Weekly Reading Insights: Tetzaveh 5784
Overview of the
To be read on Shabbat Tetzaveh, 15 Adar I 5784/Feb. 24, 2024
Torah: Exodus 27:20-30:10; Haftorah: Ezekiel 43:10-27 (details
about the altars and kohanim)
Tetzaveh is the 8th Reading out of 11 in Exodus and it contains 5430
letters, in 1412 words, in 101 verses.
The Jews are commanded to bring oil for illuminating the constantly
burning lamp of the tabernacle. Next are listed the instructions for making
the priestly vestments of the priests and high priest. The priests, Aharon and
his sons, were consecrated and installed into their holy positions through a
series of sacrifices, sprinklings, ritual immersions, and garbing themselves
in their priestly clothing. This procedure was repeated seven times along with
sanctifying the altar. G-d commanded regarding the continual burnt offering
and gave instructions for the building and offerings of the incense altar.
Rabbi Shaul Yosef Leiter, Director of Ascent
(for a free weekly email subscription, click
Our portion, Tetzaveh, teaches us about the priestly garments
which were required during the various parts of the service in the Tabernacle.
It is striking that at the very end of the portion the Torah narrative switches
to the small Golden Altar, used for the incense. Why is the commandment to make
the Golden Altar discussed here, when it was in last week's portion, Terumah,
that all the other vessels and instruments used in the Mishkan (Sanctuary)
The various commentators each give a reason. The Sifse Cohen says that the incense
offering was discussed separately because of its elevated status. The Ramban
and Sforno suggest that this was a more intimate service.
The Lubavitcher Rebbe teaches that the incense service was unique. All the other
activities which were performed in public. Only the incense offering was brought
by the priest alone, alone with G-d (Rambam, Mishneh Torah, Tamidim U'Musafim
3:3). Even the angels were not allowed to observe, as the Sages teach us (Talmud
Yerushalmi, Yoma 5:2) from the verse (Vayikra/Leviticus 16:17), "And there
should be no man [inferring angels too] in the Tent of Meeting when he [the
priest] goes in to make atonement." The main indwelling of the Shechinah
(Divine presence) was during the daily incense offering. In describing the Golden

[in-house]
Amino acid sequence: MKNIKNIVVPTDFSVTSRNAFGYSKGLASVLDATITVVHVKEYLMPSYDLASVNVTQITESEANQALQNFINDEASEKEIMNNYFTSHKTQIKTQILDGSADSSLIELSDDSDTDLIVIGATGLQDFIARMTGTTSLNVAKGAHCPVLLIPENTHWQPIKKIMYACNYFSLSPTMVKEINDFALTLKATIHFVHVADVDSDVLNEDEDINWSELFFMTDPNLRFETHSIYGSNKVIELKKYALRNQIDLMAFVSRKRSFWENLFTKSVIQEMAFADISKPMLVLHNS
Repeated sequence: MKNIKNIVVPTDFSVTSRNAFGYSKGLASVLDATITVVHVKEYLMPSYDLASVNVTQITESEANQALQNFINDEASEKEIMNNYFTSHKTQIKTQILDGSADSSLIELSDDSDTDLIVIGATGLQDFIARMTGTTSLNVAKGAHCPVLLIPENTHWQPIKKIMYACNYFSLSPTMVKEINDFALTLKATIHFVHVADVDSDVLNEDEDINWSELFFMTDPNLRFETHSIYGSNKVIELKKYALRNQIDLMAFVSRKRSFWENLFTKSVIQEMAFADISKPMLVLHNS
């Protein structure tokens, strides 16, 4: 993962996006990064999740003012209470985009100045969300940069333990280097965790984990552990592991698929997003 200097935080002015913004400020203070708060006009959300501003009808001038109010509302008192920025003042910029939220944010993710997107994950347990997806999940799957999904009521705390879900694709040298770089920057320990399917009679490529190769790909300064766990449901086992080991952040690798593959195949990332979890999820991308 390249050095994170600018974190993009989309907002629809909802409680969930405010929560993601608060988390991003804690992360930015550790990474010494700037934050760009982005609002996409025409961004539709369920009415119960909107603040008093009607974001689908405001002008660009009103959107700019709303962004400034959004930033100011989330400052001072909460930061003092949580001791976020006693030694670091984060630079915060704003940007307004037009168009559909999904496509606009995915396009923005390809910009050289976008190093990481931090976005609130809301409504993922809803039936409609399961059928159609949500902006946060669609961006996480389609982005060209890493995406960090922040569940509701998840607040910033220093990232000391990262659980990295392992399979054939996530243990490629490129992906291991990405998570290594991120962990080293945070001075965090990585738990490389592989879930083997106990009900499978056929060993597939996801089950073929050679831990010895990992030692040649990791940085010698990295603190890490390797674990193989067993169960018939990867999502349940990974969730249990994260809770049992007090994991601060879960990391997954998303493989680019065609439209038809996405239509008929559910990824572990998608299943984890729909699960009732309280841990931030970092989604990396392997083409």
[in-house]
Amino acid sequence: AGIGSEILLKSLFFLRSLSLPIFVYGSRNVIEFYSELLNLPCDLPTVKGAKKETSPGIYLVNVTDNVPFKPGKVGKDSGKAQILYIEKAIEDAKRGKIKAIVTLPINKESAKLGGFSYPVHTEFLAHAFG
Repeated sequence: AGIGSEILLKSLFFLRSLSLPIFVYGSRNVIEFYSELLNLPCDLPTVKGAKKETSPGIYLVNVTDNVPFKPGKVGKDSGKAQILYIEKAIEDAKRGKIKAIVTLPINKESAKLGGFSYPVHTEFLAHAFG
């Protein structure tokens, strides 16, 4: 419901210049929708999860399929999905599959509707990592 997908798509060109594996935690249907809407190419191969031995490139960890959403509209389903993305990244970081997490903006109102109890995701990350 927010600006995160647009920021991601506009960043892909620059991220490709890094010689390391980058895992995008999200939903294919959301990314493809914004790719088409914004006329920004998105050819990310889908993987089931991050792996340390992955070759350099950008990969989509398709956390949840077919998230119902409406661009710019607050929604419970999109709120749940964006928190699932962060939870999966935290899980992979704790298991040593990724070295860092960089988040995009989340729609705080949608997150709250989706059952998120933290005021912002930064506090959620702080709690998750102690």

Altar after and apart from all the other vessels and instruments, the Torah
is hinting to us that man and G-d alone, together, is the ultimate purpose of
the service in the Mishkan and Divine service in general.
The purpose of the Mishkan, and later, the Holy Temple in Jerusalem,
were the sanctification of space and time. They stood as an example of how the
life of individual in relation to G-d is supposed to be, even now, without the
privilege of having a Mishkan or the Temple.
Let's be honest. Are we are truly using all our spiritual strength and potential?
Are we able to say that the time and space we exist in are sanctified through
our presence? Judging ourselves by what others do will not help us reach our
goal. Every person has to examine the quality of their personal relationship
with the Holy One, Blessed Be He. That is why we are involved with Torah and
its commandments; to develop and deepen our relationship with the Almighty,
not to secure a position in the community or because someone told us to do this.
Now, and even when the third Temple will be rebuilt, each person is, in and
of themselves, the Temple.
It is the consciousness of this special relationship that gives the power and
fire to everything we do. While there is a value to publicizing our good deeds
in general, and tzedakah [charity], in particular, because it encourages
others, we have to be careful that the publicity is not for our own self-gratification.
However much we can, our spiritual activities should be done quietly, between
the Almighty and ourselves, just as the priest brought the offering alone.
Shabbat Shalom, Shaul
(for a free weekly email subscription, click
For last year's essay by Rabbi Leiter on this week's Reading,
see the archive.
THE SAGES OF KABBALAH ON KabbalaOnline.org
Specifically, for an overview
of the recommended articles in the columns:
Holy Zohar, Holy Ari, Mystic Classics, Chasidic Masters, Contemporary Kabbalists,
and more, click to Tetzaveh
Light and Unity
By Rabbi Avraham Brandwein
The concealment of G-d's supervision of His Creation may lead a person to think
that there is no law and no judge. This lack of understanding is symbolized
by the bitter olive, which must be crushed, smashed and hit in order to release
the light buried within.
This crushing is the suffering
that precedes the path of Torah, after which a person comes to illumination
and he merits to see that all of the concealments were for the sake of good.
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